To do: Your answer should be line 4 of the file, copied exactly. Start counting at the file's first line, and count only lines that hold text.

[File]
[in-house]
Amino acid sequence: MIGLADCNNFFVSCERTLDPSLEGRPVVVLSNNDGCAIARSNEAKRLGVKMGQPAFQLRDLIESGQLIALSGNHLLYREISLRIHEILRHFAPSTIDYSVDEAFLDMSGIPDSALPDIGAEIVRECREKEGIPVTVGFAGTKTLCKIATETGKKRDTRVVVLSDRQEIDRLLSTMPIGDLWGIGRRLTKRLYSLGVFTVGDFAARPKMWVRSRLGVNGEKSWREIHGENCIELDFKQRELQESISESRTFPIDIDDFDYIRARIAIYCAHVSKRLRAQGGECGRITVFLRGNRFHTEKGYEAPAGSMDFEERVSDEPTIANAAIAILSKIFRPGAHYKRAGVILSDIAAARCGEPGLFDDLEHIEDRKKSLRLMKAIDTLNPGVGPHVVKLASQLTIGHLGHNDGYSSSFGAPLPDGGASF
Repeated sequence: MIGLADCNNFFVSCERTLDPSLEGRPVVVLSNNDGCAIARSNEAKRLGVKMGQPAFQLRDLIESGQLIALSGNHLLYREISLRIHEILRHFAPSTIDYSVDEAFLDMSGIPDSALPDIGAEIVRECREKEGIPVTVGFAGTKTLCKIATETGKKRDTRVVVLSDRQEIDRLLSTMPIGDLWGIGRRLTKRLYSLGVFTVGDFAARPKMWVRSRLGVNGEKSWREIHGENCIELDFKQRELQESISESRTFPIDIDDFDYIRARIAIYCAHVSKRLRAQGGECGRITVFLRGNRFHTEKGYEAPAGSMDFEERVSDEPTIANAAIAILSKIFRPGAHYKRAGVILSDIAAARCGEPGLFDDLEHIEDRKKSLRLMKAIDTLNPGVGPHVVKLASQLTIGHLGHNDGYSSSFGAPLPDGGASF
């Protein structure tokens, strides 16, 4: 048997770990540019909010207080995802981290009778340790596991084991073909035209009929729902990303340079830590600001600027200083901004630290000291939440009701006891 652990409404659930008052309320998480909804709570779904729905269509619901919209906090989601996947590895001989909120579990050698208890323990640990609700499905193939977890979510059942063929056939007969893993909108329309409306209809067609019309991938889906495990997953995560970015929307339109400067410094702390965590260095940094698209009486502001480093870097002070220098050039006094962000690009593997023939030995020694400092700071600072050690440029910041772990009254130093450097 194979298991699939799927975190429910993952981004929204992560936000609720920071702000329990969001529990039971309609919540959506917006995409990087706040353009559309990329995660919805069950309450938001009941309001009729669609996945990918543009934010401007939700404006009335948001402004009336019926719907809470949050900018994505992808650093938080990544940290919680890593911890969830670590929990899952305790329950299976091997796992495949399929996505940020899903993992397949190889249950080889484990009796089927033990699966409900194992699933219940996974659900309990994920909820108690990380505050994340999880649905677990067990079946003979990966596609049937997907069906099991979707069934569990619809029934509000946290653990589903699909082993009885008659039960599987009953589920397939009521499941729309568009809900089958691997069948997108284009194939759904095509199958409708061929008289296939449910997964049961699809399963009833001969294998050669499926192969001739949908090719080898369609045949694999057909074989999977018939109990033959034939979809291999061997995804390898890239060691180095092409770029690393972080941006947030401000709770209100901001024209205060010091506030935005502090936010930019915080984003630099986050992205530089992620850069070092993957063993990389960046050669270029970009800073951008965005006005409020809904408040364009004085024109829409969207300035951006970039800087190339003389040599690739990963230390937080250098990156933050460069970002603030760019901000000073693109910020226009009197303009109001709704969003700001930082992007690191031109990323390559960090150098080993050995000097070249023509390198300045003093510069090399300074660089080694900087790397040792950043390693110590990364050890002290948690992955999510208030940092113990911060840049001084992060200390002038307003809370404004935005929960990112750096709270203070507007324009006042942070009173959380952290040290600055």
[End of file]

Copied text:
């Protein structure tokens, strides 16, 4: 048997770990540019909010207080995802981290009778340790596991084991073909035209009929729902990303340079830590600001600027200083901004630290000291939440009701006891 652990409404659930008052309320998480909804709570779904729905269509619901919209906090989601996947590895001989909120579990050698208890323990640990609700499905193939977890979510059942063929056939007969893993909108329309409306209809067609019309991938889906495990997953995560970015929307339109400067410094702390965590260095940094698209009486502001480093870097002070220098050039006094962000690009593997023939030995020694400092700071600072050690440029910041772990009254130093450097 194979298991699939799927975190429910993952981004929204992560936000609720920071702000329990969001529990039971309609919540959506917006995409990087706040353009559309990329995660919805069950309450938001009941309001009729669609996945990918543009934010401007939700404006009335948001402004009336019926719907809470949050900018994505992808650093938080990544940290919680890593911890969830670590929990899952305790329950299976091997796992495949399929996505940020899903993992397949190889249950080889484990009796089927033990699966409900194992699933219940996974659900309990994920909820108690990380505050994340999880649905677990067990079946003979990966596609049937997907069906099991979707069934569990619809029934509000946290653990589903699909082993009885008659039960599987009953589920397939009521499941729309568009809900089958691997069948997108284009194939759904095509199958409708061929008289296939449910997964049961699809399963009833001969294998050669499926192969001739949908090719080898369609045949694999057909074989999977018939109990033959034939979809291999061997995804390898890239060691180095092409770029690393972080941006947030401000709770209100901001024209205060010091506030935005502090936010930019915080984003630099986050992205530089992620850069070092993957063993990389960046050669270029970009800073951008965005006005409020809904408040364009004085024109829409969207300035951006970039800087190339003389040599690739990963230390937080250098990156933050460069970002603030760019901000000073693109910020226009009197303009109001709704969003700001930082992007690191031109990323390559960090150098080993050995000097070249023509390198300045003093510069090399300074660089080694900087790397040792950043390693110590990364050890002290948690992955999510208030940092113990911060840049001084992060200390002038307003809370404004935005929960990112750096709270203070507007324009006042942070009173959380952290040290600055």